So you’ve created a Web site for yourself, maybe for your business now you need to get the search engines not just to find it but try to get it on the first page of the results. This is where you optimize your site so it can be found. This is called Search Engine Optimization or SEO.
Google, Bing and the rest know what they are looking for and you have to tailor your site to what they want to see. They make the rules and you have to play by them or they won’t list your site.
Here are a few key points to consider when you write for your Web site.
Write content for your Web site, not just the homepage but every page. Make sure you use keyword phrasing (more on those in a couple of minutes) when you write your content. Update regularly. Remember the new adage for the 21st Century, Content is King. Have some proofread what you are writing and make sure that it is optimized using the following elements.
Have a press room on your Web site:
Too many people neglect this one, especially when they are creating Web sites for businesses. A pressroom on a Web site is where you can post video/pictures of company outings, parties, awards employees have received. It’s a great place for you to give a human face to a company.
This is a great way to reach out through social media.
Now we are getting to the bones of SEO.
Keywords are too general, to see for yourself, type “hotel” into google. Mind boggling results. To further narrow search results keyword phrasing is used. Type “hotels in Halifax” and you get more specifically what you want. As search engines got better they started to rely less on keywords and concentrate on other areas for Search Engine Optimization. There is an ongoing debate on how search engines rely on keywords, so split the difference and use specific keyword phrases that will help people and the search engines to find your site.
Once you have your keyword phrasing done you want to make sure that you use your phrases no more than 1-3 per cent. Any more than that is considered keyword stuffing and will penalize your site. I recommend no more than 2 per cent, a nice split down the middle. You want your SEO to bring visitors, not being red flagged and potentially banned.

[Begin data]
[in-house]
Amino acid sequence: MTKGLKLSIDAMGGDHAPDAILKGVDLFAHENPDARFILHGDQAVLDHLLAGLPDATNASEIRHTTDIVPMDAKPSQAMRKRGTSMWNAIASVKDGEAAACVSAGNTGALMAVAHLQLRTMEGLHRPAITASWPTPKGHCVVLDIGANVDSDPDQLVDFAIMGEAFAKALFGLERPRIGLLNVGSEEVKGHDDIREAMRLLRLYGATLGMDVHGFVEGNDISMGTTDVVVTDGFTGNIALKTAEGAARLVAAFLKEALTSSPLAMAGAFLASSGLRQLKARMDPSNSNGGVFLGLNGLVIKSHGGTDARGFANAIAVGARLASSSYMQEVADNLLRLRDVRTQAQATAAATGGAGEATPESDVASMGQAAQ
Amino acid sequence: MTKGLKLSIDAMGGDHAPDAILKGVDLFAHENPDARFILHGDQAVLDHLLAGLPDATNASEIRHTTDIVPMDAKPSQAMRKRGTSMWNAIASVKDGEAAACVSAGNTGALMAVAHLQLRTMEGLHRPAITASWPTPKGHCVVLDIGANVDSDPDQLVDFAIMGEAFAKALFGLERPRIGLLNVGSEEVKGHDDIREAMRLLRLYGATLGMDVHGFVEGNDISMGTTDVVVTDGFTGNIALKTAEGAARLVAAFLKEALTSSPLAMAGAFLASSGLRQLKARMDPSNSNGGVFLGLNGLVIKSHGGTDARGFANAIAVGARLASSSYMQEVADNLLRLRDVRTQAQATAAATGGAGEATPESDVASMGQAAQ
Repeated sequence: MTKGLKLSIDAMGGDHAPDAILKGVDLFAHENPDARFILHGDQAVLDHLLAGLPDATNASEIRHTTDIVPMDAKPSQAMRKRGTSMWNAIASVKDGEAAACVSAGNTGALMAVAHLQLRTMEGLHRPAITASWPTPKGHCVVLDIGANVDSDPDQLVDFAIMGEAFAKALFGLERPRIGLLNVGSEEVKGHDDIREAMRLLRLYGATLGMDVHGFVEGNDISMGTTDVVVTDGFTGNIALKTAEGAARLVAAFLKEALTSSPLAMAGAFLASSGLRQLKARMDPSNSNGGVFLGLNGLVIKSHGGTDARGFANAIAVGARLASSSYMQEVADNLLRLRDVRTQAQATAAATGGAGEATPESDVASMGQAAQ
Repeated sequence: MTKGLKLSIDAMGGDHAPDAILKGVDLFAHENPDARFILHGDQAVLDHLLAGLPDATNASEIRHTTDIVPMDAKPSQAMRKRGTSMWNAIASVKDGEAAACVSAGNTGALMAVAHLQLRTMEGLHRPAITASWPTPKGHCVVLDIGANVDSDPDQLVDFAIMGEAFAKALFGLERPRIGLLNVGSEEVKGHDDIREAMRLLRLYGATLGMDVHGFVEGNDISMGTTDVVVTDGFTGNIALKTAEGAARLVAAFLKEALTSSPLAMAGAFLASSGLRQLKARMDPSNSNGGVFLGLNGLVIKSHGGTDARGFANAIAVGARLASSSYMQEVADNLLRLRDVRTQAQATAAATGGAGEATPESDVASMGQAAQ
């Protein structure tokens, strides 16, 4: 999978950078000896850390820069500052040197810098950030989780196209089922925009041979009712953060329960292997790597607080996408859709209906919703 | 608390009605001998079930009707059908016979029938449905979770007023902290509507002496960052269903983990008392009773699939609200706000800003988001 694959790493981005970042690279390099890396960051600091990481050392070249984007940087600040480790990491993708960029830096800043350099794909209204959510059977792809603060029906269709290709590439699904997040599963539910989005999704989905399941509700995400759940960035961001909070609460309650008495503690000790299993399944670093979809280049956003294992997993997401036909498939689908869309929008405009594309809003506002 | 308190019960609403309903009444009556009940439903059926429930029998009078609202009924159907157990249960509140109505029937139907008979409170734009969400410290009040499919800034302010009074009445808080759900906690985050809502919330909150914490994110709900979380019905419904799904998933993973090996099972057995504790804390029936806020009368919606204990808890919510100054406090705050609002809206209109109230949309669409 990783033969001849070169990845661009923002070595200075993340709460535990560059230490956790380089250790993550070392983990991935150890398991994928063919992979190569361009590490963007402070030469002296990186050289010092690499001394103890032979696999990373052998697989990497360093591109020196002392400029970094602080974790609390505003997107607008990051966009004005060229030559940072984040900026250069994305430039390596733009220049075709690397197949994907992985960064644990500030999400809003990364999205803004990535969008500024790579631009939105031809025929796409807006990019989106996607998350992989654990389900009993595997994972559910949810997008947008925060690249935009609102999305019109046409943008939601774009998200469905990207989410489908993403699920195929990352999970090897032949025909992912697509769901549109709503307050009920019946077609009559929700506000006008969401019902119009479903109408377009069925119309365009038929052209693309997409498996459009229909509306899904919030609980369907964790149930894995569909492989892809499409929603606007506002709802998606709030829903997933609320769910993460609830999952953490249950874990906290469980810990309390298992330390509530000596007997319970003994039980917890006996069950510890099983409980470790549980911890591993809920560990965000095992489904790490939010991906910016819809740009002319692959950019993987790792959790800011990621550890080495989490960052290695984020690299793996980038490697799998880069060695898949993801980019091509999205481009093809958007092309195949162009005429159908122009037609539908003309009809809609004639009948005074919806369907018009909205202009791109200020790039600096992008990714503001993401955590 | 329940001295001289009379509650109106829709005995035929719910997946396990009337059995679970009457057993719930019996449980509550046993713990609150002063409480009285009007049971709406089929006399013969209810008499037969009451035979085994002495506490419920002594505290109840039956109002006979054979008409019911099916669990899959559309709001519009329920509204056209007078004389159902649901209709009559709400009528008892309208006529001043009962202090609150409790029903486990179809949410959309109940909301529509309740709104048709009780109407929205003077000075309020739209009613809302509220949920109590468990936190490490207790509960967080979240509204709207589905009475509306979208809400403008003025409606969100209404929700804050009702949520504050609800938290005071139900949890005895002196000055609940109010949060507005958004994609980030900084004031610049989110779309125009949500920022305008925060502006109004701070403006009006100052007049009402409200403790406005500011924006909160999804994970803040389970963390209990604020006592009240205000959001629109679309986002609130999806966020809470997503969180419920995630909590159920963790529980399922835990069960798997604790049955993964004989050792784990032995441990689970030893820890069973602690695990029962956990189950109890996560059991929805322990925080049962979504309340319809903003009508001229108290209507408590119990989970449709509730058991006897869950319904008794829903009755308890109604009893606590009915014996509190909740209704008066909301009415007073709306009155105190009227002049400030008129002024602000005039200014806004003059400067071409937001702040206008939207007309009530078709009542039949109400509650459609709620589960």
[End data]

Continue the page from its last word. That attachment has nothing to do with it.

This isn’t too hard to use. It’s just utilizing the heading tags <H1>, <H2>, etc when you code your site. Heading tags play two important roles. One, by placing the heading of an article within an <h1> tag, you can style them within your CSS.
Number Two, search engines like, Google, love to see text within properly coded headings more than other text on your site. H1 tags are seen as more important than H2 tags, H2 tags are seen as more important than H3 tags, and so on and so forth. You don’t need to go any deeper than H3 or H4. By placing keywords within these tags search engines will be able to better analyze the content of your site and relay that information into higher search results.
This is a fun one. This is where we really use a search engine’s spiders, which we know are computers that scour the internet collecting information about Web sites and indexing them so that they can be displayed in search results. Not all spiders are created the same, some are smarter than others, but even the most advanced ones will have trouble reading certain elements of Web sites.
Most of the time spiders will not see images. Ideally you want to keep large amounts of important text out of images, but there is something you can do to help search engines read your images better. By specifying an alt tag, you can give it a description so that when a spider is looking through your site it will be able to tell what the image is about and index your web page based on that information. Search engine spiders won’t be able to physically see your pictures of your staff BBQ or your trip to Hawaii, but it will be able to tell what the picture portrays by reading the alt tag.
Videos are becoming an increasingly more important part of search engine optimization so now you need to make your video titles, descriptions, and tags SEO-friendly.
Titles for YouTube videos have a 100-character limit, and it is paramount to include your most important keyword phrase as close to the beginning of your video title as possible. It’s getting more and more important to add a video trigger keyword, a word that attracts attention in search engine results to your video. Some examples you can use are review, how to, about.
Descriptions of the video are a critical component of video SEO because they are the main copy associated with the video and the largest portion of text that search engines can read when indexing videos. Use this space wisely and strategically craft the text for both SEO and viewers. Include your keyword phrases used to optimize your title so search engines will the relationship between the two.
Video Tags are an additional form of keyword phrasing that you think people will use when searching for your videos. Unlike keyword phrasing that you include in your titles and descriptions, you can select additional keyword tags when uploading your video. Similar to a twitter post, tags can use up to 120 characters, so make sure you select tags that are the most relevant and that best represent your video and appear in your title or description. Tag your videos in the order of importance, and always include your primary keyword phrases first.
Search Engine Optimization isn’t difficult. Sit down with those who work with you or for you and brain storm through these tips to optimize your site. Just remember, this is not going to be an overnight success. It requires work and dedication to do it right. Don’t worry about making mistakes, you will learn as you go along and if you put in the work, higher search engine results will happen and who knows, you might get that coveted number one spot on the first page of a Google search.